Many languages distinguish between inclusive and exclusive first-person plural pronouns (“we”). (Click or tap here to see more details)
The inclusive “we” specifically includes the addressee (“you and I and possibly others”), while the exclusive “we” specifically excludes the addressee (“he/she/they and I, but not you”). This grammatical distinction is called “clusivity.” While Semitic languages such as Hebrew or most Indo-European languages such as Greek or English do not make that distinction, translators of languages with that distinction have to make a choice every time they encounter “we” or a form thereof (in English: “we,” “our,” or “us”).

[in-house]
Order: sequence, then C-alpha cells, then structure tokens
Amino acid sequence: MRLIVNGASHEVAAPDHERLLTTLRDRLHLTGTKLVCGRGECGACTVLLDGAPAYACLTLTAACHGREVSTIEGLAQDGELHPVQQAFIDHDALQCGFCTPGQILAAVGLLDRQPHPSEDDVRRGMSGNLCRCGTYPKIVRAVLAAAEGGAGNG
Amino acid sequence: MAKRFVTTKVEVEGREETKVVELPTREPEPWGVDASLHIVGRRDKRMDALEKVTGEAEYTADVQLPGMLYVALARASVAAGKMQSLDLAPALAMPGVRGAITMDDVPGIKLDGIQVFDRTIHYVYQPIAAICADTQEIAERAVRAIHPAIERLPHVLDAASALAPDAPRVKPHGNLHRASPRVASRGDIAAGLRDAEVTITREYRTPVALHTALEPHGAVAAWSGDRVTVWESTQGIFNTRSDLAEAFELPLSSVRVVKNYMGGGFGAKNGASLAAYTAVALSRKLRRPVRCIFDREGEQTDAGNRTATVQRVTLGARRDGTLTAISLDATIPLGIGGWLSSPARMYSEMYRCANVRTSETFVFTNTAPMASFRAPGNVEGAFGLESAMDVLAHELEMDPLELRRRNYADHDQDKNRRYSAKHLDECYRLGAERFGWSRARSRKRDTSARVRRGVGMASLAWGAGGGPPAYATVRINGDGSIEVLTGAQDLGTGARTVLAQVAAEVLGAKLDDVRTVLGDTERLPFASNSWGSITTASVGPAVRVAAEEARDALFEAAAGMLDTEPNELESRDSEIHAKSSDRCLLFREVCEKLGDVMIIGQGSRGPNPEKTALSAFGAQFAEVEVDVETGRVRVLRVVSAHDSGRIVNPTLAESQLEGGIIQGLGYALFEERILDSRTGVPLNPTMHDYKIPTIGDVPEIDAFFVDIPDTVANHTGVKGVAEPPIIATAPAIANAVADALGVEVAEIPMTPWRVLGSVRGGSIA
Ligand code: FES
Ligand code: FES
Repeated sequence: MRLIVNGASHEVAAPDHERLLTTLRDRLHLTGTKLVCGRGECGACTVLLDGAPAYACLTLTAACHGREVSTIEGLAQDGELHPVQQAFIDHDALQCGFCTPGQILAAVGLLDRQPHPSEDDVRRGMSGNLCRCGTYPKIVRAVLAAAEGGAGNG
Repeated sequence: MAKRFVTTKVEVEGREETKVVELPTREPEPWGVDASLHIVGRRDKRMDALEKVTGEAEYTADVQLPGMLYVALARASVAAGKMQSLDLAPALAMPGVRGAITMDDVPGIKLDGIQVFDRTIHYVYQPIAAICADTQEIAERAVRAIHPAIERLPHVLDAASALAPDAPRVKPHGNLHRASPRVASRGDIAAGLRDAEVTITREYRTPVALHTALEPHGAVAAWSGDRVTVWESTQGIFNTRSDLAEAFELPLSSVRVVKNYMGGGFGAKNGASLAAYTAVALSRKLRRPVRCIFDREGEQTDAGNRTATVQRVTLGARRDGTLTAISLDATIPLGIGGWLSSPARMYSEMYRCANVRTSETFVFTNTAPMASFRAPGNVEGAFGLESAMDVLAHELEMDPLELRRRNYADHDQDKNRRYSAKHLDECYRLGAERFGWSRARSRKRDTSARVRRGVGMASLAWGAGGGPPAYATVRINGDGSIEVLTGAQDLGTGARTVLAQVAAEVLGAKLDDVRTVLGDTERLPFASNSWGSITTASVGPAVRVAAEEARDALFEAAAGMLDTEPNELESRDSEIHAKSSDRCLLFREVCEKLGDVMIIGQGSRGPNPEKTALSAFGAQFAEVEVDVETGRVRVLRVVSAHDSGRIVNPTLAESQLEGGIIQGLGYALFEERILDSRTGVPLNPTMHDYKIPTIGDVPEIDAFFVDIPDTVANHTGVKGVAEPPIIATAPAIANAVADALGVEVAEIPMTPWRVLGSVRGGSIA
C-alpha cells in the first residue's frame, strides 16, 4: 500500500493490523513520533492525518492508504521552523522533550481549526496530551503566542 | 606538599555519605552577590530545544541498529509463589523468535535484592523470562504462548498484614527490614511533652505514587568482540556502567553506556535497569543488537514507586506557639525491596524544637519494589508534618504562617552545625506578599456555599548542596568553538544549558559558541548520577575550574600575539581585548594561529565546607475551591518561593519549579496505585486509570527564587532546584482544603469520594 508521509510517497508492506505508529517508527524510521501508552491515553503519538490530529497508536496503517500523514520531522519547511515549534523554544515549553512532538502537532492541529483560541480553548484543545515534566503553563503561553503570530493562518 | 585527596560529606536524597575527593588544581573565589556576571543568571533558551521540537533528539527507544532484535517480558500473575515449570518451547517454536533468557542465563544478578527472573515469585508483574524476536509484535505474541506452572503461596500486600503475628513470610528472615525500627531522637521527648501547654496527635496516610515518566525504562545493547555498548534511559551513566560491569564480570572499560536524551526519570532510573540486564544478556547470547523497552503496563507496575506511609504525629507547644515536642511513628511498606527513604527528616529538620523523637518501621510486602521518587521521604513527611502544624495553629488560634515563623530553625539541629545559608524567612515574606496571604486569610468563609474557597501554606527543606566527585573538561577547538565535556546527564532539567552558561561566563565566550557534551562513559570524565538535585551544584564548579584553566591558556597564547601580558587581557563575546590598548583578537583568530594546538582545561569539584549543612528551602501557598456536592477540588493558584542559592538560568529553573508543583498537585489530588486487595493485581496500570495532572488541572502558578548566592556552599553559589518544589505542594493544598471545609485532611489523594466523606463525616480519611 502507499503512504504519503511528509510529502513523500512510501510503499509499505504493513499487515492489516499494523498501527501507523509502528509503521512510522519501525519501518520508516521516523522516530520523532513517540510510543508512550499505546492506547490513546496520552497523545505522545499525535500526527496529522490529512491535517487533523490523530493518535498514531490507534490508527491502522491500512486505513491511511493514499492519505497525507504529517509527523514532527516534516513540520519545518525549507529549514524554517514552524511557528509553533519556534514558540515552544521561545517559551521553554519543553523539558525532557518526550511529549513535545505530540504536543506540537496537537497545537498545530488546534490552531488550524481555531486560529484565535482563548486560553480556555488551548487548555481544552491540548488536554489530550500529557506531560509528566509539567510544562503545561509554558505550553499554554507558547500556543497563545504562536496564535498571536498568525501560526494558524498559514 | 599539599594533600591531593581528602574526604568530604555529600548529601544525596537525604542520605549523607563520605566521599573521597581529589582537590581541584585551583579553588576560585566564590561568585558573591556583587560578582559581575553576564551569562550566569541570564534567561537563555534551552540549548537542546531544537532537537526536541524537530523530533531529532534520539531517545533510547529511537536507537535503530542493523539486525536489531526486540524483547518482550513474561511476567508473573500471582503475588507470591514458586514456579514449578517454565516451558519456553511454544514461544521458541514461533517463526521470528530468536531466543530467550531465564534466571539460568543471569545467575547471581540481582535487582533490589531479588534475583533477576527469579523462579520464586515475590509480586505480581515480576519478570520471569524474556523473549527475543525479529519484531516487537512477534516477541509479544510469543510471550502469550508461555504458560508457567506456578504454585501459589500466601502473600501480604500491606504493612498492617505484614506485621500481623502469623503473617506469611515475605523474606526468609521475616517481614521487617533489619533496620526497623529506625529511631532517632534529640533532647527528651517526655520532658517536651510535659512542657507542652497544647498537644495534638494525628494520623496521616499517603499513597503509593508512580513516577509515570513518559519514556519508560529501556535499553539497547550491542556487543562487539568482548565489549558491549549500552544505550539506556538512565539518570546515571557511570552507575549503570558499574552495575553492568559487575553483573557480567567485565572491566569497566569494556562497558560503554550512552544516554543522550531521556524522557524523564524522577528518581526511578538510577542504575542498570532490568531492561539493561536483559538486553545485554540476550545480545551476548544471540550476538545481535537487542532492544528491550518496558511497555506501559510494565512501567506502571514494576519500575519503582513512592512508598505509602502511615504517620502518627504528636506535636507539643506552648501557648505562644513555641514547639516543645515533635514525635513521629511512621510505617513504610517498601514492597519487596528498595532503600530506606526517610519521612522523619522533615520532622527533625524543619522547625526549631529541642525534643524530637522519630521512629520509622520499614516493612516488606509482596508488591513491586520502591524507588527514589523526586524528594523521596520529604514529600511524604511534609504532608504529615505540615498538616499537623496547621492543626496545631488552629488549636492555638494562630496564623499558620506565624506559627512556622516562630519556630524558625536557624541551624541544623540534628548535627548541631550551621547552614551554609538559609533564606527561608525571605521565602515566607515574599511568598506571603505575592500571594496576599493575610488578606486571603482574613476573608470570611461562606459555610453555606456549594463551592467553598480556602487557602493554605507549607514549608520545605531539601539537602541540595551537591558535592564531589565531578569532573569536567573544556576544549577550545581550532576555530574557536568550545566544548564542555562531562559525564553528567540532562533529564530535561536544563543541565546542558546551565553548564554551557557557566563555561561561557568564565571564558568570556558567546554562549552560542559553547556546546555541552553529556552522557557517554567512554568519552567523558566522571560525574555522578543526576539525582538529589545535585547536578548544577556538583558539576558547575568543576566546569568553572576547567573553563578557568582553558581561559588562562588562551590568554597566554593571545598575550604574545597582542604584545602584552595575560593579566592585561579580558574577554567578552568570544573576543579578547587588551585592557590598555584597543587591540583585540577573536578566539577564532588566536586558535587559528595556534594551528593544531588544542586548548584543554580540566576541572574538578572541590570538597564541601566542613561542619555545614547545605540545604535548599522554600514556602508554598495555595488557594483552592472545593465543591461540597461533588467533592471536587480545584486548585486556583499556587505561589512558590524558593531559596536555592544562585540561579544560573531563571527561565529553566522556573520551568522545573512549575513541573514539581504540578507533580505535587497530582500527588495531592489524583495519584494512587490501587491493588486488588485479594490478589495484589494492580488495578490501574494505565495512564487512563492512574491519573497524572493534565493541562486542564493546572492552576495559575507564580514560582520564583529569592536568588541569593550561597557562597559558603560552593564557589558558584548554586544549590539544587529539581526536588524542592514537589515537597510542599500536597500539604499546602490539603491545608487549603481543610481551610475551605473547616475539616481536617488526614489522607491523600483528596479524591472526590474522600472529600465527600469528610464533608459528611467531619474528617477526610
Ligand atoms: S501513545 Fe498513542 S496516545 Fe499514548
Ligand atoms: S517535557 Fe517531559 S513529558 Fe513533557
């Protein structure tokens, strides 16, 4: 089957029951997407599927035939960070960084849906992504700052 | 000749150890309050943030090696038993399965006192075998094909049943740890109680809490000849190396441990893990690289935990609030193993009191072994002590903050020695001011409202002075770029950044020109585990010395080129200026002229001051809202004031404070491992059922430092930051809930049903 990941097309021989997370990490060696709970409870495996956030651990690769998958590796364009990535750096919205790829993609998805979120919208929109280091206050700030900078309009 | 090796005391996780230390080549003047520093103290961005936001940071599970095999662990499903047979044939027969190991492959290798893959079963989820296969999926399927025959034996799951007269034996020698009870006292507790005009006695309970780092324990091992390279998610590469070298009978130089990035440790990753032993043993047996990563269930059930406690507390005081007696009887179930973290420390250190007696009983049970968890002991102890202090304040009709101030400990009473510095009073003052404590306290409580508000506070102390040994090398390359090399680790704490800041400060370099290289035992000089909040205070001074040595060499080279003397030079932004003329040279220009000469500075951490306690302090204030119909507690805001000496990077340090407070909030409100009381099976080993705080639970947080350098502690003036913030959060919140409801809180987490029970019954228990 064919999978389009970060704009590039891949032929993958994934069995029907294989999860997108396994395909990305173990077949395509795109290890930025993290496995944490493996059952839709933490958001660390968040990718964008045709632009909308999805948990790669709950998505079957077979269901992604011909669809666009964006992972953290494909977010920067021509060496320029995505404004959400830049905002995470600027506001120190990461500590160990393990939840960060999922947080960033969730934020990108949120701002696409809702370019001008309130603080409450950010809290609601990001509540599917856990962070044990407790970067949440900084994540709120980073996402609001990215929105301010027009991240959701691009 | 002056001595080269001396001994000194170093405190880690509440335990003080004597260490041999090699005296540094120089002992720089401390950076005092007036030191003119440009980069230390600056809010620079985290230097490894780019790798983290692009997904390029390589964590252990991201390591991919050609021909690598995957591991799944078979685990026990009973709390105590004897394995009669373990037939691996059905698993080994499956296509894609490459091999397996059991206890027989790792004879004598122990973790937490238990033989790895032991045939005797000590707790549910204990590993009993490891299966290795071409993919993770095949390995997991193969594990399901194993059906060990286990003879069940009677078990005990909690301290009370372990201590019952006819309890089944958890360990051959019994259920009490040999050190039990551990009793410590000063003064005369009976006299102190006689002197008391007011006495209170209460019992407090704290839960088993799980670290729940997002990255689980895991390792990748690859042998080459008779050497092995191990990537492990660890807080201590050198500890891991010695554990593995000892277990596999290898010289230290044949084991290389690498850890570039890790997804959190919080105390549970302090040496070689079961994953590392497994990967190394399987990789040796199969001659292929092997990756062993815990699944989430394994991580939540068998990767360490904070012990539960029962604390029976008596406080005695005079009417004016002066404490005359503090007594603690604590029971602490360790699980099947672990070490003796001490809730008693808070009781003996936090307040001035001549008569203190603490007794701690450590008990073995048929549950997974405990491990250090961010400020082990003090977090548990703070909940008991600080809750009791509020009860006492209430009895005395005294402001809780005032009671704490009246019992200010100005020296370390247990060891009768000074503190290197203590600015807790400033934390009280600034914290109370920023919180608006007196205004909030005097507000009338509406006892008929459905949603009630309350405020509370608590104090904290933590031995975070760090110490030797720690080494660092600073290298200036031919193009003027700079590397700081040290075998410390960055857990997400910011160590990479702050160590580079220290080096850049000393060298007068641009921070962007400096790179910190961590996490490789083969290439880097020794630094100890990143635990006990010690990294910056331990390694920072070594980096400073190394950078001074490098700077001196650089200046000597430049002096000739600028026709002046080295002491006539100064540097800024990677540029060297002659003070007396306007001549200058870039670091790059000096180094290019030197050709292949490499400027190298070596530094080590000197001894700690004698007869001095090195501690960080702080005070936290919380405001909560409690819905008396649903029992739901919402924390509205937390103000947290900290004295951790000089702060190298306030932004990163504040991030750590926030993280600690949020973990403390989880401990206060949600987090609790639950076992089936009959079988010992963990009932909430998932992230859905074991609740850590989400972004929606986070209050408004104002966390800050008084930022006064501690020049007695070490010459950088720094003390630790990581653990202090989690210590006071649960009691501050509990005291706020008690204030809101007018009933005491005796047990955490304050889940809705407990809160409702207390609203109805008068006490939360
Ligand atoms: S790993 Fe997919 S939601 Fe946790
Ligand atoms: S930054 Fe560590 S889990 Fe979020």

According to Pickett / Cowan, this verse, the inclusive form (including Jesus) should be chosen because “undoubtedly they consider him (Jesus) to be a Jew or they would not have invited Him to eat with them (vv. 29-30).” (Source: Velma Pickett and Florence Cowan in Notes on Translation January 1962, p. 1ff. and Velma B. Pickett in The Bible Translator 1964, p. 88f.)
The Huautla Mazatec, Tok Pisin, or Yagua translators also chose the exclusive form. The Yagua translators justify this by saying “Would Cleopas and his companion include the stranger who had joined them in this ‘we’? We think not in view of his previous estimate of the stranger. [‘Are you the only visitor to Jerusalem who does not know, etc.?’] This implies Cleopas would not consider Him as being subject with himself and companion to the Jerusalem authorities. We would use the exclusive here” (source: Paul Powlison in Notes on Translation with Drills, p. 165ff.) SIL International Translation Department (1999) concurs.